Thom Bell, 79, an architect of The Sound of Philadelphia, has passed away.
During the 1970s, Thom Bell gained international renown as a producer, arranger, and songwriter for the Delfonics, Stylistics, and Spinners.
With the “Mighty Three”, Kenny Gamble and Leon Huff, Bell established The Sound of Philadelphia (TSOP), which, with its signature orchestral arrangements, became one of the most dominant sounds of the early and mid 1970s.
Originally trained as a classical musician, Thom Bell sang with Gamble as a teenager in Philadelphia. It was Cameo Records in Philadelphia that gave him his first big break. Two singles were produced by him for the Delfonics in 1967. Bell’s production skills led to several hits for the group, including “La-La (Means I Love You)” and “Didn’t I (Blow Your Mind This Time)“.
He arranged some of the early big hits on the Philadelphia International Records label founded by Gamble and Huff in 1971, including the O’Jays’ “Back Stabbers“. He also helped set up Mighty Three Music, a music publishing company, with the two.
Thom Bell’s next local group was The Stylistics, this time on Avco Records. In collaboration with Philly-born songwriter Linda Creed and Russell Thompkins, Jr., lead singer of the Stylistics, three albums were produced. It was Bell and Creed who composed hits like “Stop, Look, Listen (To Your Heart)“, “You Are Everything“, “Betcha by Golly, Wow“, “Break Up to Make Up“, and “I’m Stone in Love with You” (with Anthony Bell).
Thom Bell produced The Spinners for Atlantic Records in 1972. Formerly with Motown Records, the group joined Atlantic after not getting the attention they wanted. A seven-year collaboration and eight original albums followed. A Grammy award for Best Producer of the Year was given to Bell in 1974 for rejuvenating the group with gold albums, including the singles “I’ll Be Around“, “Could It Be I’m Falling in Love“, “Games People Play“, and “The Rubberband Man“.
As well as Elton John, Teddy Pendergrass, Deniece Williams, and Johnny Mathis, he collaborated with many other artists. Also among the artists who Bell worked with were Dionne Warwick, Lou Rawls, Little Anthony and the Imperials, and Dusty Springfield. According to Wikipedia, the category for Bell’s songs spans over 35 pages, and includes cuts such as The Fugee’s 1996 megahit, “Ready or Not”, whose chorus is derived from Delfonic’s “Ready or Not Here I Come (Can’t Hide from Love)“.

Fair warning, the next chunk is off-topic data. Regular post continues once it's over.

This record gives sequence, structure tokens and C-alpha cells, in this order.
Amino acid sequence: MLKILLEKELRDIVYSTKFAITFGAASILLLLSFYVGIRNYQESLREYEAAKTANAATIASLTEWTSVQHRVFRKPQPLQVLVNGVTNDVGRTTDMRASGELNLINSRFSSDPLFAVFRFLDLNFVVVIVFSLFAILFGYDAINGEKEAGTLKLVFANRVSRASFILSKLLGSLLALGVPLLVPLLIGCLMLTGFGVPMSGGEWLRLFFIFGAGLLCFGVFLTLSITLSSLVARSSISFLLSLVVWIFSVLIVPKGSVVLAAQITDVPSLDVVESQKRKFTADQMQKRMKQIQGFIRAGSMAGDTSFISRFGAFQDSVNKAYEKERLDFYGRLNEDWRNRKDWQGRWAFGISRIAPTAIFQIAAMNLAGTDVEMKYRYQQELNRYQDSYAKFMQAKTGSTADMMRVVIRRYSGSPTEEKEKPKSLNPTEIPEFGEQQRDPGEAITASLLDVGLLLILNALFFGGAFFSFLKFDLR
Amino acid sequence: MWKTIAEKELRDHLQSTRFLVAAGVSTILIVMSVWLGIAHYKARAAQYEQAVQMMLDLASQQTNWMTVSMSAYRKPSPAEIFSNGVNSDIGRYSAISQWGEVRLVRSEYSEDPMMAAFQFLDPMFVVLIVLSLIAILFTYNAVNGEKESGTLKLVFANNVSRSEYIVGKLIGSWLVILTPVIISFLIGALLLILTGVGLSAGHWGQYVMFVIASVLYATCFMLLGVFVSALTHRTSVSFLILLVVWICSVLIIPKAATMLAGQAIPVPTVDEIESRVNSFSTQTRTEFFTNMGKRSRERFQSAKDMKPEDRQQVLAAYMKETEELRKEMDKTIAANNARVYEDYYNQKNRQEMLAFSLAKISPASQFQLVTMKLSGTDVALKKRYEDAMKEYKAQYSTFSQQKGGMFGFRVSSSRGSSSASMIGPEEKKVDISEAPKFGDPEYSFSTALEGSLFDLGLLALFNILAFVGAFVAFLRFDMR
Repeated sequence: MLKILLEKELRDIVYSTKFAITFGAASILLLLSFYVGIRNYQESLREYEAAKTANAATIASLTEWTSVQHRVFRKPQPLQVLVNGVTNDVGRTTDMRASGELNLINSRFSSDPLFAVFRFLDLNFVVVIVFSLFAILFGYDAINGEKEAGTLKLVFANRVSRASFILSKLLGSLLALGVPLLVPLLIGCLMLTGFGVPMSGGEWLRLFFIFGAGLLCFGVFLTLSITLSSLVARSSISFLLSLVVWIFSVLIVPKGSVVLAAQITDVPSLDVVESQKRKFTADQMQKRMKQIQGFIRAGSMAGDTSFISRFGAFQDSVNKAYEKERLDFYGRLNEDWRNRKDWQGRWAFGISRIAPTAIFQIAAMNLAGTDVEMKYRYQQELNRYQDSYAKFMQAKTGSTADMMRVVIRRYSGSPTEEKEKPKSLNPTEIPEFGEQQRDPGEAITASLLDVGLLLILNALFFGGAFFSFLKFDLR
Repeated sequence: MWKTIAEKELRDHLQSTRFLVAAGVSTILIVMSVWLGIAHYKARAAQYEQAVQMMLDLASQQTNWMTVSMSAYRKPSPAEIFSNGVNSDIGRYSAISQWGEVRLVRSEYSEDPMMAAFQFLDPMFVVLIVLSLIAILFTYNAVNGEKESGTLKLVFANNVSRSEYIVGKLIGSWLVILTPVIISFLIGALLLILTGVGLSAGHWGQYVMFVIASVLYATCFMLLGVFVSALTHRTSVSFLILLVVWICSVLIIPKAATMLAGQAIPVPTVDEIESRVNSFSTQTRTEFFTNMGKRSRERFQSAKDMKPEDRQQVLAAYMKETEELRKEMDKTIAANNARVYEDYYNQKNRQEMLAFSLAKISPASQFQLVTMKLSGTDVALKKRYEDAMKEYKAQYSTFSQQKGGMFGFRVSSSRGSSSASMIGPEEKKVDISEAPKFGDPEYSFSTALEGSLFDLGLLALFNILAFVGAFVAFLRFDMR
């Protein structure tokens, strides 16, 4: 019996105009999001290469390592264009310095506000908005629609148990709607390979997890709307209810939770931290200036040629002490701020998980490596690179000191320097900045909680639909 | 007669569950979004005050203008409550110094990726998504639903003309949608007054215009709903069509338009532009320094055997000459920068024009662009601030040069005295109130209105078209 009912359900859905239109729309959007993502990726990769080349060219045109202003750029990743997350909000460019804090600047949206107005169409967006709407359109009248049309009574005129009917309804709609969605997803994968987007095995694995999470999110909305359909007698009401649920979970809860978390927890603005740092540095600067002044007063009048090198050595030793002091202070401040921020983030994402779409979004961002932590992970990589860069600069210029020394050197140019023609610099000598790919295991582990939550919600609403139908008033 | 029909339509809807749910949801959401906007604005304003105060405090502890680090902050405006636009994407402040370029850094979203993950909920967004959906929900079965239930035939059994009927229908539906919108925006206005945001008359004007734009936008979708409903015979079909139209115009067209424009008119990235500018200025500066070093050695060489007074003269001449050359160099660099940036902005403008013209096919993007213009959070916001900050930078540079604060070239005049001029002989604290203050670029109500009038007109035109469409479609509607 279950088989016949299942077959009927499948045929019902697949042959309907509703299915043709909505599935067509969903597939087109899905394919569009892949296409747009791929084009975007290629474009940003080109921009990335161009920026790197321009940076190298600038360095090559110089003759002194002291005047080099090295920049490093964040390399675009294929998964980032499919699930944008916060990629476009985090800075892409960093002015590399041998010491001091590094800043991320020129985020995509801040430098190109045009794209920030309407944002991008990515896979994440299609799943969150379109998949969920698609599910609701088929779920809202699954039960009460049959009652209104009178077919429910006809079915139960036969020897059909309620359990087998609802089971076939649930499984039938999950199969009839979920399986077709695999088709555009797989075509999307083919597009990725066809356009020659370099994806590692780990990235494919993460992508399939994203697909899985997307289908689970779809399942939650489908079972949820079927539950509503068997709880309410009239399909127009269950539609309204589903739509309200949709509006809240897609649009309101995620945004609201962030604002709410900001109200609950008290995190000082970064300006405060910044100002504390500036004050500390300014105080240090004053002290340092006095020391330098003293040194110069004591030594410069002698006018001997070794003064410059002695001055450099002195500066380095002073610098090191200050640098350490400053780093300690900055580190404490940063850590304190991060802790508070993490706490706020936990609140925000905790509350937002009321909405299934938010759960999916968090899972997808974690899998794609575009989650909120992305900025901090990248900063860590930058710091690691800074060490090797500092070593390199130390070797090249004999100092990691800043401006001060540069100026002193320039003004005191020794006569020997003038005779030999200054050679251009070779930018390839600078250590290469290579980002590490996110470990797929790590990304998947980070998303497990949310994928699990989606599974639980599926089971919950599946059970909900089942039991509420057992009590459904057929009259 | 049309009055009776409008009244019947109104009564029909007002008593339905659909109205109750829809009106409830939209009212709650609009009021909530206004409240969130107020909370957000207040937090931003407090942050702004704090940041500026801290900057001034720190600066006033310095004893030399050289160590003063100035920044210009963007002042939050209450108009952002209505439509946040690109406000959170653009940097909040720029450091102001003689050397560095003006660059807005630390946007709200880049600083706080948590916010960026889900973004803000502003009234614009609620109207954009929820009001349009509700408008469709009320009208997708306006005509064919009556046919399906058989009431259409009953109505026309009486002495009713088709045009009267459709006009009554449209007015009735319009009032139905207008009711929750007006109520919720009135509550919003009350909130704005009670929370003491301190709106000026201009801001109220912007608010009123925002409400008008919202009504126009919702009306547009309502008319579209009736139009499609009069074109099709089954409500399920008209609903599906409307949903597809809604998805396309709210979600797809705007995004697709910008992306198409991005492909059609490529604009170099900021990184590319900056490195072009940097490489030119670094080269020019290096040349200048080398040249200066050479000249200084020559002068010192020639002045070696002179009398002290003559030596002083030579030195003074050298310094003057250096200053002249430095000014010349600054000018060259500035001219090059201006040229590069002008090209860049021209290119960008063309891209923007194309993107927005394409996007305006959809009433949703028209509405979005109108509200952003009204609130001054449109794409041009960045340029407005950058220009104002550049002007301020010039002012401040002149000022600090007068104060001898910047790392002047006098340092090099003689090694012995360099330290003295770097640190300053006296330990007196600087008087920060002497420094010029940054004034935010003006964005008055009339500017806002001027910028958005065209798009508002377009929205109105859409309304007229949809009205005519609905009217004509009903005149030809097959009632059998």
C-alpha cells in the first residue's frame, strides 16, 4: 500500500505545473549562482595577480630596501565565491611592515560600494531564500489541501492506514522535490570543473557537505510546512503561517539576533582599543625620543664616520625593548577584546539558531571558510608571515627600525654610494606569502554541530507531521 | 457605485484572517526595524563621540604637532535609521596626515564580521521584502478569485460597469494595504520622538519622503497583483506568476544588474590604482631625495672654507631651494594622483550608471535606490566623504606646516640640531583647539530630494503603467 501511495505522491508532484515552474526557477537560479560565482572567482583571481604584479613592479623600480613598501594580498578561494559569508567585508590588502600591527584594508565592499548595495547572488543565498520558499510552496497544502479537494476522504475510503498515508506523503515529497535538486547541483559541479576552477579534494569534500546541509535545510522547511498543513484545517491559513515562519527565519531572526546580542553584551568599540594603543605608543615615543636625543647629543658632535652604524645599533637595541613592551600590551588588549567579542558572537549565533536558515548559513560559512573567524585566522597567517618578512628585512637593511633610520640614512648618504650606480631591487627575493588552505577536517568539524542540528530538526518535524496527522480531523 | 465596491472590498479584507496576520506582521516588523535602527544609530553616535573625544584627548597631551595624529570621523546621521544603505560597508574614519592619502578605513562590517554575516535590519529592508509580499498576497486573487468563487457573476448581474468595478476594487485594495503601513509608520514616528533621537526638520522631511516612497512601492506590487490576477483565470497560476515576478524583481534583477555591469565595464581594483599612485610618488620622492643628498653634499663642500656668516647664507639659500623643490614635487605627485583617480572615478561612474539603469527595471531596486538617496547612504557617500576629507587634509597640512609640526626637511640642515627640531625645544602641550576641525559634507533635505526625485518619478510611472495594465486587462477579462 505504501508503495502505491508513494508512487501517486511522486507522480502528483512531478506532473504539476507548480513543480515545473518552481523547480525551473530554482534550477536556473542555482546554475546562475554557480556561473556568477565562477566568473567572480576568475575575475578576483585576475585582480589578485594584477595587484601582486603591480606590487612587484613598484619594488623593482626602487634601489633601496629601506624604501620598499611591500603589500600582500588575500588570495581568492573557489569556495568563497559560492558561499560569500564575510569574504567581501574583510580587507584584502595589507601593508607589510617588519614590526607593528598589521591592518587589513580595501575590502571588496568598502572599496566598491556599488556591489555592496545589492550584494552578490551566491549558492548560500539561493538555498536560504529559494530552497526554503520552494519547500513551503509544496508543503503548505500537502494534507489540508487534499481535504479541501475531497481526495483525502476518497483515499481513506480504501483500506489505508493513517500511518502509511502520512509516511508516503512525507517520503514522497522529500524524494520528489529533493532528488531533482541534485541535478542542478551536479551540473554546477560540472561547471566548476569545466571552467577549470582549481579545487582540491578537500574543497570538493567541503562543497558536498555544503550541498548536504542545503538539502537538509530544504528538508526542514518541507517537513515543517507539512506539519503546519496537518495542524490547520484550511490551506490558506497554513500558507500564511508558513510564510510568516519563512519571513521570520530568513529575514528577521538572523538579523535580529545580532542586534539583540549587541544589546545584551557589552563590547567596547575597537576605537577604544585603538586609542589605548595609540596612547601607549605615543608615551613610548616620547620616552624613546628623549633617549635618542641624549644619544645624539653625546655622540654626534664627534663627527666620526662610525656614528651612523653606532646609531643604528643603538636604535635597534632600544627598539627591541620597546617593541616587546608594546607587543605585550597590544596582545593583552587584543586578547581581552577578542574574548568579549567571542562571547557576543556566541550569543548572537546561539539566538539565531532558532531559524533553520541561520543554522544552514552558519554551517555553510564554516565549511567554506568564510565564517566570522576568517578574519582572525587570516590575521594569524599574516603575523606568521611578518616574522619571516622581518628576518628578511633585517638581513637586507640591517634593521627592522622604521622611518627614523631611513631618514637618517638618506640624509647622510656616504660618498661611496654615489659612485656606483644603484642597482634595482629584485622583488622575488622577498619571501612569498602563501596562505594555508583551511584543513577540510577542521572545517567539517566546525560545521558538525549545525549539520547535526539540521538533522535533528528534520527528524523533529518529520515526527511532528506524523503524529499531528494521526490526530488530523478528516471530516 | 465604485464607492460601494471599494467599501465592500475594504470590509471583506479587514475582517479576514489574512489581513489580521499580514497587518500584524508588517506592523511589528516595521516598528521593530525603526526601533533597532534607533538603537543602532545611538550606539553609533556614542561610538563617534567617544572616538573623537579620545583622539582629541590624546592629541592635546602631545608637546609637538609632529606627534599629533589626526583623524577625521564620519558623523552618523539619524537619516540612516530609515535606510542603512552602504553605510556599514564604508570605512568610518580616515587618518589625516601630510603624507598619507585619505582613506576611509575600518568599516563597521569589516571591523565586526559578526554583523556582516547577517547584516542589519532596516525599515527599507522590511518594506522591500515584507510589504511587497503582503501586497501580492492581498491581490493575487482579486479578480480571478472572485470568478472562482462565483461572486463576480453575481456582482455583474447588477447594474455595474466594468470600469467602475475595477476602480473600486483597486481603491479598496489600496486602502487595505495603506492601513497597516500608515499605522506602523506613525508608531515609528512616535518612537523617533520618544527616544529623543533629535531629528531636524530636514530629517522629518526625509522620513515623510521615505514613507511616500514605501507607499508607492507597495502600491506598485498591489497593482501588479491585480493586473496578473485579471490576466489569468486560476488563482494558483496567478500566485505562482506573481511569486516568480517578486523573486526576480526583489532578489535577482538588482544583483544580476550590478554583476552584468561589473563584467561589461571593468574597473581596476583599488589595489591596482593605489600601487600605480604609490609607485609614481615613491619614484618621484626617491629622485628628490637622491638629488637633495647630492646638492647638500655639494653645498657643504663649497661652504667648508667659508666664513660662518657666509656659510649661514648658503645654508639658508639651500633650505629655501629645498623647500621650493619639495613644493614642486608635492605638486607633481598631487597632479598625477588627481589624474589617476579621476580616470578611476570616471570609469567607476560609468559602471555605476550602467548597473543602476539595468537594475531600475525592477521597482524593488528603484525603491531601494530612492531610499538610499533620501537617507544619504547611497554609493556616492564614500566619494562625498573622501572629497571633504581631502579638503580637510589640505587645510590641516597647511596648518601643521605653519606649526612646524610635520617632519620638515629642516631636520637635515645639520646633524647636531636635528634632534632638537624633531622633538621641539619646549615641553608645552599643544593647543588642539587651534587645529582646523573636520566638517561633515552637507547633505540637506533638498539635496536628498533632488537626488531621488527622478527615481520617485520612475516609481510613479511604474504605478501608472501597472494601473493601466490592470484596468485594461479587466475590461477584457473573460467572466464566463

However, Thom Bell is responsible for a large number of Philly soul hits.
“Tommy and I have been best friends for over 60 years,” Gamble said in a statement. “When we first met, we decided to start writing songs together and form a singing duo ‘Kenny and Tommy’ and then our band ‘The Romeos.’ Leon Huff and I were proud to have him as part of our Mighty Three music writing team, which helped create our signature brand of TSOP. He was a great talent and my dear friend. The name of Gamble Huff and Bell will last forever. Rest in peace buddy!”
According to Huff: ”Thom Bell was my favorite musician, arranger, songwriter and music producer of all time! It was my esteem honor and pleasure to work with him creatively and as a business partner. Rest in peace.”
Music industry veteran Dyana Williams posted on Instagram: wrote: “Classic, award winning songwriter arranger and producer, frequent collaborator of lyricist, Linda Creed, Thomas Randolph Bell aka Thom Bell has transitioned. One of the architects of The Sound of Philadelphia TSOP, Mighty Three music, partner of Gamble & Huff. Soundtrack to our lives with music from The Stylistics, The Delfonics, The Spinners, Denice Williams, Dionne Warwick, Johnny Mathis. As a member of our extended family, heartfelt love to Thom’s immediate family, friends and music lovers of his classic songs.”